This is the first of Derren Brown’s live shows to be staged without the input of regular collaborator Andy Nyman. It’s also the first to be staged with a director with a background in ‘proper theatre’ (the programme’s words) in Polly Findlay, whose admirably diverse CV includes the Arcola’s atmospheric production of Light Shining in Buckinghamshire and D.C. Moore’s intimate exercise in storytelling, Honest. But instead of signifying a change in direction, Svengali, if anything sticks too closely to the template of Brown’s previous shows and while it is always solidly entertaining, it’s probably the least satisfying to date – though it still contains its fair share of gasp-inducing, ‘how-the-hell?’ moments.
If you’ve seen Brown on stage before, you’ll know what to expect: the first half of Svengali is episodic in nature, while the second half is designed to have more dramatic impact. In the first part of the show there are a number of psychological illusions in which Brown stays a step ahead of the audience, appearing to predict and manipulate their decisions. Some of these are delightfully effective, while others rely a little too heavily on cheap laughs. The sequence in which he wheedles out the details of people’s embarrassing secrets (quite willingly supplied by audience members beforehand) falls into the latter camp and in one case, the confessor’s inability to keep a straight face when questioned, means one requires no special mentalist abilities, only a functioning pair of eyes to spot the guilty party.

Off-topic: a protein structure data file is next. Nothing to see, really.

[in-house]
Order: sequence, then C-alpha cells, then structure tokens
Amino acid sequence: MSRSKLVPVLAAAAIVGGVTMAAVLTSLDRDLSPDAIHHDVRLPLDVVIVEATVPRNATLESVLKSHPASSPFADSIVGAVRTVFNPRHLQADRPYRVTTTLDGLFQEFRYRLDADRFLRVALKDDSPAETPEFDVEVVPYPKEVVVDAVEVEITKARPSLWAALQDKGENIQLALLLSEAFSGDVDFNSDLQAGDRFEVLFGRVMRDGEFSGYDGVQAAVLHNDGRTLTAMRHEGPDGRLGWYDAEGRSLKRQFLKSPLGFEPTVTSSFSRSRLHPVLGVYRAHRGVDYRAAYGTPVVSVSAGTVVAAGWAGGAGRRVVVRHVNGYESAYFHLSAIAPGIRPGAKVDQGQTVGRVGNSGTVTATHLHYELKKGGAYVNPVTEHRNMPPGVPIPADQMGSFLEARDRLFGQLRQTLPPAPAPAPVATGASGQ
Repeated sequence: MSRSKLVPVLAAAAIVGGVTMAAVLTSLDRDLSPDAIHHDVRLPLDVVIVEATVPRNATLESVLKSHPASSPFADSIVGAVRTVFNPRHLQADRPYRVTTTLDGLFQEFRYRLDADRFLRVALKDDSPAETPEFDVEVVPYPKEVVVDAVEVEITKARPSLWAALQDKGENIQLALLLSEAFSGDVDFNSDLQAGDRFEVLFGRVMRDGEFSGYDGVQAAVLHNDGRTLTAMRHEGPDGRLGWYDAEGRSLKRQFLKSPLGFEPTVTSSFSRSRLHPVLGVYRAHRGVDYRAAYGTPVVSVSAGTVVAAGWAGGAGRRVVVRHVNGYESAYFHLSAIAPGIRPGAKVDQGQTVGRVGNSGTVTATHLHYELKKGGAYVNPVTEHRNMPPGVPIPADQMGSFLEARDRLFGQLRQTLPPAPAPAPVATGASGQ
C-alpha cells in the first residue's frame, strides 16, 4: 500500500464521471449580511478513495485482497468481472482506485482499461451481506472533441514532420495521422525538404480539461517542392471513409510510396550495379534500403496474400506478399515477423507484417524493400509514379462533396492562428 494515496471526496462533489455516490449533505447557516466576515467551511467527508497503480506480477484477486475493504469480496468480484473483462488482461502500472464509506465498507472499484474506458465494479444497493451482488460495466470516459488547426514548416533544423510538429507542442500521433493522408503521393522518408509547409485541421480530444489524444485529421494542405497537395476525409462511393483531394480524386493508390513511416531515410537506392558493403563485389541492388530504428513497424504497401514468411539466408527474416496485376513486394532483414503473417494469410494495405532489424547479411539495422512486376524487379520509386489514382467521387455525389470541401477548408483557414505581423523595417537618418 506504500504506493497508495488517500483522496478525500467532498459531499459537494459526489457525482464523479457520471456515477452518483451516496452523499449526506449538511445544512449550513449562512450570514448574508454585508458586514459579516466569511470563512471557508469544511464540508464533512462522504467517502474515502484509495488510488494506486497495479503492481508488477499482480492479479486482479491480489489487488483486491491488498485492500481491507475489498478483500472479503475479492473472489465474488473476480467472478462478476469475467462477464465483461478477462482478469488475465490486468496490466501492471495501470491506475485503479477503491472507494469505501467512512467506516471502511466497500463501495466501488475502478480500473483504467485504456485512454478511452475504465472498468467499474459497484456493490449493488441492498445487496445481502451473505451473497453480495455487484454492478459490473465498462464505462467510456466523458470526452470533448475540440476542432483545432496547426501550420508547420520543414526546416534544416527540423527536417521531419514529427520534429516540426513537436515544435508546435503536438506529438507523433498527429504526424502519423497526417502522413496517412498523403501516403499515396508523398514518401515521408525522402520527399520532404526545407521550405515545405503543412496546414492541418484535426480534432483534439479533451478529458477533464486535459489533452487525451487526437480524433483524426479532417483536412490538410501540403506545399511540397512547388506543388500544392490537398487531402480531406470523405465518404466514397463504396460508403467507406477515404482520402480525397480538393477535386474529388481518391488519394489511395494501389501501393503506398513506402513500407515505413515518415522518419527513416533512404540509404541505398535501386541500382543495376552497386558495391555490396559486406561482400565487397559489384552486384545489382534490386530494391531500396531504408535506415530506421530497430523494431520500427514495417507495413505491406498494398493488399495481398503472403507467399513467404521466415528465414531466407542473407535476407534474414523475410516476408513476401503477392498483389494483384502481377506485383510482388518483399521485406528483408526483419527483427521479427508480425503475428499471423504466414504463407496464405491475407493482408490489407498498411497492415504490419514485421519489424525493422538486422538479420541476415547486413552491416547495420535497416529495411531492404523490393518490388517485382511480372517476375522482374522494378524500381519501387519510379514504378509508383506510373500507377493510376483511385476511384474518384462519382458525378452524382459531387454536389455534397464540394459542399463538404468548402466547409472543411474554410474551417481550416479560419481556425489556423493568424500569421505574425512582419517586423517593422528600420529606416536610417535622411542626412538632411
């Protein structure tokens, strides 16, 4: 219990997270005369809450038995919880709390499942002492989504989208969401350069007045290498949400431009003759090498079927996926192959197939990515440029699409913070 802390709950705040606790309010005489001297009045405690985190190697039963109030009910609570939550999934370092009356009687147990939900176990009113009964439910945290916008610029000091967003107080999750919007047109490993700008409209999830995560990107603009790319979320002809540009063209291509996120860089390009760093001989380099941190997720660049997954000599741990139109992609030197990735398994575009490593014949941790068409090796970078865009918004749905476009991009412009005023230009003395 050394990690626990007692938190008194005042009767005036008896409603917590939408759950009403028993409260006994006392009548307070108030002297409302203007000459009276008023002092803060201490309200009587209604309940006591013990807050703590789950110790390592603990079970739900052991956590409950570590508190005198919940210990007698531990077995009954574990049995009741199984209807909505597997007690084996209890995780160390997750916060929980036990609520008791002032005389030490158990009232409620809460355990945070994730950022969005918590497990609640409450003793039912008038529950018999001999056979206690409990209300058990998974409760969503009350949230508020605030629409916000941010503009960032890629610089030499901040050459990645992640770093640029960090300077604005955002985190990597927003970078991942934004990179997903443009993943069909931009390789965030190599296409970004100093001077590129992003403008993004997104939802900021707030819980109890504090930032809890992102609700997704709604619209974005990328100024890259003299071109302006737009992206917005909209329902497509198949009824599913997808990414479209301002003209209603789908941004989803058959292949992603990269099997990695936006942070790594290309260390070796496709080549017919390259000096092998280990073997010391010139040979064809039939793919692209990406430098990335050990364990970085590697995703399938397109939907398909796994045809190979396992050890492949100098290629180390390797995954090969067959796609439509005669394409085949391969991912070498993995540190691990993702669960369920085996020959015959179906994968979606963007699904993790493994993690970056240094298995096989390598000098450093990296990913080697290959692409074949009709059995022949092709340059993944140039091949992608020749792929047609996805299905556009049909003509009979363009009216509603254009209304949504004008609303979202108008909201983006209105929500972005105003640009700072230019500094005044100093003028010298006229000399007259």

His stage persona is subtly but noticeably different to his screen persona; it’s warmer and somewhat blokey, designed to put the audience at ease. There’s some gentle mockery of the audience but it’s always done in a good natured way and it at no point does it feel as if he is pressuring people into doing things they’re uncomfortable with, even if some of the things they end up doing are quite extreme. Some of his patter feels a little worn but it’s delivered with sufficient charisma for this not to matter; he’s also particularly good at injecting a sense of jeopardy into proceedings, of giving the impression that events have escaped his grasp, that it’s all gone horribly wrong, before twisting things around at the last minute to reveal everything has in fact gone exactly to plan. While it remains an impressive feat of performance, it loses something when you’ve come to expect that, say, a seemingly throwaway scrawl on a piece of card will come to be important later; still, even though the destination is predictable, the journey remains engagingly convoluted.
Brown’s knowledge of and affection for the history of stage magic is something that has informed all of his past shows: witness his ‘oracle’ act in Mindreader and his dabbling with spirit cabinets and other trappings of spiritualism, all suitably tweaked and embellished to suit the needs of contemporary stage performance. So if you’re familiar with Maskelyne and Cooke’s Psycho, you’ll have some idea where he’s going, at least initially, in the Svengali section of the evening. Successfully tapping into a least two common fears, for a short while the show generates a pleasing air of the uncanny, but after a lot of build-up and back story, this whole episode remains oddly undeveloped and the ‘trick’, when it comes, is a variant of something he’s performed on screen (though it’s perhaps more squirm-inducing when it’s happening in front of you).
Though Brown claims the title of the show is not, as most people would assume, a reference to the malevolent hypnotist in George du Maurier’s Trilby, this turns out to be something of a double bluff. But then with Derren Brown, double, and even triple, bluffing are more than par for the course.